Apache Drill
  1. Apache Drill
  2. DRILL-640

Limit operator leaks memory when used with exchanges

    Details

    • Type: Bug Bug
    • Status: Resolved
    • Priority: Major Major
    • Resolution: Fixed
    • Affects Version/s: None
    • Fix Version/s: 0.4.0
    • Component/s: None
    • Labels:
      None

      Description

      Limit operator currently invokes kill() when it reaches the desired limit of records. Current semantic of kill() does not stop upstream operators if they are across exchanges. So its the responsibility of the operator to drain out all the record batches and clear the memory, otherwise we will hit memory leaks.

        Activity

        Show
        Mehant Baid added a comment - github link: https://github.com/mehant/incubator-drill/tree/limit
        Hide
        Mehant Baid added a comment -

        Rebased on latest master.

        Show
        Mehant Baid added a comment - Rebased on latest master.
        Hide
        Jacques Nadeau added a comment -

        merged in f2ff2c9

        Show
        Jacques Nadeau added a comment - merged in f2ff2c9
        Hide
        Steven Phillips added a comment -

        This solution seems problematic to me. Won't we end up with queries that continue to run needlessly after the requested records have been returned? On large tables, this could result in a lot of disk and network IO.

        I think what we really need to do is solve the problem of terminating a query. Maybe it should happen like this:

        Limit reaches the end, return IterOutcome.NONE. It does not call incoming.next() to drain incoming buffers.
        After the result has been sent to the client, the foreman informs the leaf fragments that they should stop execution if they haven't already. The foreman will inform all intermediate fragments, and finally close the root fragment.

        Part of closing each of these fragment will be ensuring that any batch in the IncomingBuffers queue get released. And we shouldn't have to worry about any batches that arrive after the fragment has closed, because there will no longer be a socket connection to receive them.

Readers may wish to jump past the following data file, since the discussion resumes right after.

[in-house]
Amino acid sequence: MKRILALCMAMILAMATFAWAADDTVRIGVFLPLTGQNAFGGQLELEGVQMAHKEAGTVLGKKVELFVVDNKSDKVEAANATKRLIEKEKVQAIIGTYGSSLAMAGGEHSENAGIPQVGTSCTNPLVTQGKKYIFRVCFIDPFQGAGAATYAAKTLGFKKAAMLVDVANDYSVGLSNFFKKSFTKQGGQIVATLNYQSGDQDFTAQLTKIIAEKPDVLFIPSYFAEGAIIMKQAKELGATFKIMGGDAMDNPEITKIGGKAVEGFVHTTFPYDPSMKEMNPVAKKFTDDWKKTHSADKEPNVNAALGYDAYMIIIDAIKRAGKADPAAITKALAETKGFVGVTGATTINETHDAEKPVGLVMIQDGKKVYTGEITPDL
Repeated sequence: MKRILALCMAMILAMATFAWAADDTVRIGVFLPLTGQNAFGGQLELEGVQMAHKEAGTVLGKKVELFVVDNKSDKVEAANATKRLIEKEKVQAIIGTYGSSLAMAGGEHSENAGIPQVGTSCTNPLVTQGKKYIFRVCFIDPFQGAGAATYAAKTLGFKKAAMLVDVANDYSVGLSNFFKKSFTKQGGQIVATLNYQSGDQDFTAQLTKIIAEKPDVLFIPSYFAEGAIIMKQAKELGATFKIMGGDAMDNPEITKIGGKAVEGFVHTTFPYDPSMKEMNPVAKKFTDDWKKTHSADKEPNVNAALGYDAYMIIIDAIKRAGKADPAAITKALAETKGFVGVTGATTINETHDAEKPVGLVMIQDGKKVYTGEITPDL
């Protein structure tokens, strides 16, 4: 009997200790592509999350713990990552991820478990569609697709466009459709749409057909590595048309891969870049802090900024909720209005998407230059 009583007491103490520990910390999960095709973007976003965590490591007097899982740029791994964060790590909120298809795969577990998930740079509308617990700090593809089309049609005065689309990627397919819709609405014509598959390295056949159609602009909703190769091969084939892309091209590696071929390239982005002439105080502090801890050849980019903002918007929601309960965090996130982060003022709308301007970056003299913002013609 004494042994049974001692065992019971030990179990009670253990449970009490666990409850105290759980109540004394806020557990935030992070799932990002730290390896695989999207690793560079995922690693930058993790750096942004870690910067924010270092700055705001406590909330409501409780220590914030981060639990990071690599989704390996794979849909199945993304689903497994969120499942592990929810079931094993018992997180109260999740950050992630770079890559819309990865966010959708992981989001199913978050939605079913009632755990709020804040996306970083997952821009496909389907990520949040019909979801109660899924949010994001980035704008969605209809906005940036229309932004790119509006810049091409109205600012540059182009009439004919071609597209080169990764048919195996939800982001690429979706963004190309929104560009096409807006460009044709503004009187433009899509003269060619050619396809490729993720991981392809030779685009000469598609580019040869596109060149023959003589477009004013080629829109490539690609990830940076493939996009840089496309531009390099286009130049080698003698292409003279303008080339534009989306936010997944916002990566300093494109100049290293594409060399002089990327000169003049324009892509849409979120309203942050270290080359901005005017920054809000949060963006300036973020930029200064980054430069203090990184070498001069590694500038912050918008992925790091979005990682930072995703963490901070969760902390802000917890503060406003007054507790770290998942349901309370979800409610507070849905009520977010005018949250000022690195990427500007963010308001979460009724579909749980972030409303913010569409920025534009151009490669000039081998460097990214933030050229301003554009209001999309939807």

Show
        Steven Phillips added a comment - This solution seems problematic to me. Won't we end up with queries that continue to run needlessly after the requested records have been returned? On large tables, this could result in a lot of disk and network IO. I think what we really need to do is solve the problem of terminating a query. Maybe it should happen like this: Limit reaches the end, return IterOutcome.NONE. It does not call incoming.next() to drain incoming buffers. After the result has been sent to the client, the foreman informs the leaf fragments that they should stop execution if they haven't already. The foreman will inform all intermediate fragments, and finally close the root fragment. Part of closing each of these fragment will be ensuring that any batch in the IncomingBuffers queue get released. And we shouldn't have to worry about any batches that arrive after the fragment has closed, because there will no longer be a socket connection to receive them.

          People

          • Assignee:
            Mehant Baid
            Reporter:
            Mehant Baid
          • Votes:
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            Watchers:
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            Dates

            • Created:
              Updated:
              Resolved:

              Development